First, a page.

No, I don't know her which is why I asked the questions I did (which you chose to ignore, possibly because it would expose your vitriol as knee-jerk, bitter and ill-informed). I am open to the possibility of people being promoted ahead of others unfairly. However, you provide no evidence that this is what has occurred here (although you offensively present their hair colour, looks and age as such).

    I know no such thing. I don't understand why people think teaching Higher is any more difficult than any other level. The only thing that makes Higher different from other levels is the high stakes nature of the qualification and subsequent pressure on pupils and their teachers. Yes, what you teach pupils at Higher is more specialised than, for example, S Grade, but you're educated to degree level in the subject!

    In future, please refrain from from personal insults in place of mature discussion. Any accusation of incompetence should be backed up by real evidence.
  11. Freddie92

    Freddie92 Occasional commenter

    Then that would be fine as you are managing people i.e. your staff. I think it is when people are both young and inexperienced that the problem lies due to lack of credibility and lack of experience (BTW I hasten to add not just in teaching or in managing people, but even life experience). It's like the England job. The names being bandied about are all experienced and credible. You don't hear many going for managers with no track record and who have only been in club management 2 or 3 seasons. I am not ageist in the slightest, but I believe in experience and credibility.
  12. Nonsense as usual on TES. The subject I am talking about requires leaps in imagination and a philosophical bent in your teaching. It is not a case of E = 7. It is not an exact science. Young folk do not have the capacity or experience in life to teach it. That is not an insult, it is a fact.

    Jeez - some folk. Get real!
  13. halfajack

    halfajack Occasional commenter

    What subject are you talking about? I teach English which is a subject requiring what you describe but I don't believe anyone in their early 20s who has a degree and has passed the standard for full registration should be less able to lead teenagers through Higher than someone a little bit older...and how much older are we talking? What age limit would you put on teaching Higher? I notice you're still ignoring my previous questions and choosing to selectively reply to bits you think can easily be scoffed at.
  14. Same subject - and if you believe a 20 odd year old can teach Higher and Advanced...then you are wrong. Sorry. That is the way it is. And I will ignore your other comments because I can't be bothered.
  15. Will take that back..your obviously some kind of science or PE teacher to come out with that p**h...you have my sympathies..***..
  16. morrisseyritual

    morrisseyritual Occasional commenter

    I am a grubby, shuffling old teacher and have come to accept that a lot of the kids are enthused, revitalised and dazzled by young incoming teachers, as are a great many of my staff. I retain a sense of humour about my class, colleagues and office politics because there is nothing new under the sun. I've seen awful heads of department and teachers who are young and old. I have seen young English teachers - early twenties, fire inspiration in a group of Higher kids in composing their personal studies by showing how they studied. Not everyone who graduated post 2000 cut and paste their dissertations or theses from the net. Many did, I suspect, but not as many as we think.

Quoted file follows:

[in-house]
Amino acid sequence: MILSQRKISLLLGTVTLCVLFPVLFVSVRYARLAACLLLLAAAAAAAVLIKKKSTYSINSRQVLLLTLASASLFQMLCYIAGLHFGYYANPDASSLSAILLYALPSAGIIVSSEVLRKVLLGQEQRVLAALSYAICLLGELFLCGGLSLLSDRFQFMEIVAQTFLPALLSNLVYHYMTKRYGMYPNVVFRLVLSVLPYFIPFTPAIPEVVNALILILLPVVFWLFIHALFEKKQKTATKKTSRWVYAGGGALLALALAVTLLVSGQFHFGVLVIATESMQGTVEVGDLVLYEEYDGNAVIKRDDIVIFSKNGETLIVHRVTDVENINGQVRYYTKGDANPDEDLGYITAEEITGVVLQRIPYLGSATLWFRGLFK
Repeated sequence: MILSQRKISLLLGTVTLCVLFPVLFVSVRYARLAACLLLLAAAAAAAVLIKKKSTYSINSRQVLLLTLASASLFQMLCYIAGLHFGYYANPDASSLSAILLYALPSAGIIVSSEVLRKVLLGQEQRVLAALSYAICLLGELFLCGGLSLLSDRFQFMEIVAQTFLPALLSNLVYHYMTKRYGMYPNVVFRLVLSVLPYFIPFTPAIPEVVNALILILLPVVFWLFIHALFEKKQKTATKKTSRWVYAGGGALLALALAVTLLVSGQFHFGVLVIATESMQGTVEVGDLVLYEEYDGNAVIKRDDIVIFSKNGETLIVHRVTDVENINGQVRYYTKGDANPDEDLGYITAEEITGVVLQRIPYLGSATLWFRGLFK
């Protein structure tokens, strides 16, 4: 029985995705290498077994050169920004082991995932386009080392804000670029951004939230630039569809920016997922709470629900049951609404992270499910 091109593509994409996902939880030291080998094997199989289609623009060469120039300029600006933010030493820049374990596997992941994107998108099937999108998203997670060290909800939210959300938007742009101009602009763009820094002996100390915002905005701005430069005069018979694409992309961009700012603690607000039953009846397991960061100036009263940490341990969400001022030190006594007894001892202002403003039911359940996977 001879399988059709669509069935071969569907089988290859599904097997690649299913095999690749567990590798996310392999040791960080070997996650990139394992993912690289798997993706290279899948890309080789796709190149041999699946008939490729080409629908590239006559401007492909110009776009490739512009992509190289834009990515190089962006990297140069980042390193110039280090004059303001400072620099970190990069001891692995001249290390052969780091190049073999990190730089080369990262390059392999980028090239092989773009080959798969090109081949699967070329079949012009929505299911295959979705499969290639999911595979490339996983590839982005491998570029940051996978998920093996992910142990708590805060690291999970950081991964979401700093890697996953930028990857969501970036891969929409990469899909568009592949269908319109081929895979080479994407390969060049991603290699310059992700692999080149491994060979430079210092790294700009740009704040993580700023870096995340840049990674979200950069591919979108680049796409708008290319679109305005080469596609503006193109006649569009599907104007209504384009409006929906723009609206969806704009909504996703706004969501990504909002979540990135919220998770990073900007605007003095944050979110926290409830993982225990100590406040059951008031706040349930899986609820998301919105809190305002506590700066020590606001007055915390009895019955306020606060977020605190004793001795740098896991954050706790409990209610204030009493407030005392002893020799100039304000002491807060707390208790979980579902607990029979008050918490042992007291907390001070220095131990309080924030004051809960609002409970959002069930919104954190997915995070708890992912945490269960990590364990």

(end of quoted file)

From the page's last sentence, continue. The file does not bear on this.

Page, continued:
There is a real issue in terms of man-management that maybe needs addressed for all who are promoted in a school and that is there simply isn't the training of an individual in how to be a manager, no qualification. If there is a qualification of headship there should be one in PTship, DeputeHeadship - and guidance/PSE!
    We can all give way to jealousy when a colleague we hate/we unrequitedly lust after/ don't rate professionally gets kudos or jobs ahead of us. Trick is to knife that bad karma out. Kill that in you because it will focus your energies in self-destructive avenues.
    When is it good segbog? The laugh you have with the close friends you may have? The quiet pint had after a terrible week? Approaching holidays? What would the funniest, most trusted person you know say in this situation? Would they agree? Or would they tell you to drop it, it's poisoning you?

  17. Paisley? Young? Blonde? And if segbiog is an English teacher, perhaps means she is too. I suspect I do know her, and she's a great PT and a great teacher too. Absolutely deserves the position.

    Age has very little to do with it - it's how you inspire others. Alexander the Great had conquered most of the known world by the time he was 30.

    Agree with you, morriseyritual - segbiog sounds very poisoned - and a misogynist to boot.
  18. Freddie92

    Freddie92 Occasional commenter

    Yeah but 30 back in Alexander's day was middle aged. How you inspire others? I have worked with very few middle managers who inspire others.
  19. Surely if you have a degree in a subject you should be able to make leaps in imagination within its context?
  20. kibosh

    kibosh Star commenter

    Yes, but perhaps struggle to get your pupils to achieve the same or even similar. That takes leaps of imagination within a pedagogical context perhaps.
    [​IMG] Don't know.